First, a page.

Altitude Sickness

Acute mountain sickness (AMS), or altitude sickness, becomes a concern above 2,800m. The symptoms are a headache, feeling breathless on exertion, loss of appetite, nausea, difficulty in sleeping, dry cough, and/or general fatigue and may result in a serious condition.

One drug currently known to prevent AMS is acetazolamide (diamox), which can be taken preventatively or as a treatment; start with 125 mg diamox every 12 hours, with a maximum dosage of 500 mg per day.  However, you should not use this medicine if you have cirrhosis, severe liver or kidney disease, an electrolyte imbalance, adrenal gland failure, or an allergy to acetazolamide or sulfa drugs. It also causes some minor side effects, such as tingling fingers and a funny taste in the mouth.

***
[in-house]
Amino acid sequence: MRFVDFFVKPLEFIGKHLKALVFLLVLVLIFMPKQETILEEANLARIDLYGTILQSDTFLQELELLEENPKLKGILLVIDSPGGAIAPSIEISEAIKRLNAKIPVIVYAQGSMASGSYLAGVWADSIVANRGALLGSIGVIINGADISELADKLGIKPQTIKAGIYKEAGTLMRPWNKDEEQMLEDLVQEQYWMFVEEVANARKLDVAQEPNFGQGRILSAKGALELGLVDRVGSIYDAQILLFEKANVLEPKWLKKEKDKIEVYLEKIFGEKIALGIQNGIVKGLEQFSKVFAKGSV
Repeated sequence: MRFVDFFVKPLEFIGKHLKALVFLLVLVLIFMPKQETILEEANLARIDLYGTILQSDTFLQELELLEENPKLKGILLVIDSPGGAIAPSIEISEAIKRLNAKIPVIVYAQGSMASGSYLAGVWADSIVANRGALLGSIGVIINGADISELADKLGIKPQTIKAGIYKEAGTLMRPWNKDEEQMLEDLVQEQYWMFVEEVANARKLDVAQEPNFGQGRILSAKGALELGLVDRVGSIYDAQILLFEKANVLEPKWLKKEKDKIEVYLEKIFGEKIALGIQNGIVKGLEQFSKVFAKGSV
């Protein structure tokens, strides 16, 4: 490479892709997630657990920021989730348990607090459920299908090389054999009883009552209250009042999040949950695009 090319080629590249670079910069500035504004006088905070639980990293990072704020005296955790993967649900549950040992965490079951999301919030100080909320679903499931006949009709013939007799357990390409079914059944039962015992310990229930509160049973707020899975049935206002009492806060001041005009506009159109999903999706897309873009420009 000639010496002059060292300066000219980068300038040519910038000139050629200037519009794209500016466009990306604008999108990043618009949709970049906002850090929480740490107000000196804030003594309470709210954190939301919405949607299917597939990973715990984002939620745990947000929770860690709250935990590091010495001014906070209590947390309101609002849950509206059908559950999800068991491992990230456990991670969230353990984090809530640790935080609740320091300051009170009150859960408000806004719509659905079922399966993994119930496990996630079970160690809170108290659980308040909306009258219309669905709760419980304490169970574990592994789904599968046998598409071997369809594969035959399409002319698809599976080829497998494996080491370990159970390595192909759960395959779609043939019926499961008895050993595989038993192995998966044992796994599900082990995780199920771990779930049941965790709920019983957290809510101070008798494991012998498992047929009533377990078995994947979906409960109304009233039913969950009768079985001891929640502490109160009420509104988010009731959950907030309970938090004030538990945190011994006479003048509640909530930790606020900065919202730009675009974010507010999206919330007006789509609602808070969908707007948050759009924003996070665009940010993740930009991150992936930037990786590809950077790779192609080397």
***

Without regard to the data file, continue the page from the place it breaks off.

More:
Natural supplements to prepare the body’s cardiovascular oxygenation process are gingko biloba and chlorophyll, which should be taken (in the form of tablets or drops) consistently at least a couple of weeks prior to your arrival to high altitude.  Ginkgo biloba improves blood circulation and increases saturation in arterial oxygen, allowing the brain to tolerate lower oxygen levels. Chlorophyll increases the amount of red blood cells in your system; the more red blood cells there are, the more opportunities there are for oxygen to be absorbed.

During the trek, go up slowly, take it easy, and give your body time to get used to the altitude.  The body has an amazing ability to acclimatize to altitude, but it needs time. For instance, it takes about a week to adapt to an altitude of 5000m.